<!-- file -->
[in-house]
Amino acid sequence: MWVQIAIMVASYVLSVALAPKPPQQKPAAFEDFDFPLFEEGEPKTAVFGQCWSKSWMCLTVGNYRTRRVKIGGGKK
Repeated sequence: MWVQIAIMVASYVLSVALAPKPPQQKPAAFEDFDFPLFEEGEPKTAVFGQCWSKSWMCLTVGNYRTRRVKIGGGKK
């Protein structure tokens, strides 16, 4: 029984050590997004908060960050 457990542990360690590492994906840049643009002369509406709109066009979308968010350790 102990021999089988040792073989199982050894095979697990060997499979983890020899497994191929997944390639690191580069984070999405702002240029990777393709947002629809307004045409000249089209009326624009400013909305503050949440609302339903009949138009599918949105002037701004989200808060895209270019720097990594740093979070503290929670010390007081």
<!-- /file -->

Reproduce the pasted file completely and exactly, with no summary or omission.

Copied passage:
[in-house]
Amino acid sequence: MWVQIAIMVASYVLSVALAPKPPQQKPAAFEDFDFPLFEEGEPKTAVFGQCWSKSWMCLTVGNYRTRRVKIGGGKK
Repeated sequence: MWVQIAIMVASYVLSVALAPKPPQQKPAAFEDFDFPLFEEGEPKTAVFGQCWSKSWMCLTVGNYRTRRVKIGGGKK
């Protein structure tokens, strides 16, 4: 029984050590997004908060960050 457990542990360690590492994906840049643009002369509406709109066009979308968010350790 102990021999089988040792073989199982050894095979697990060997499979983890020899497994191929997944390639690191580069984070999405702002240029990777393709947002629809307004045409000249089209009326624009400013909305503050949440609302339903009949138009599918949105002037701004989200808060895209270019720097990594740093979070503290929670010390007081």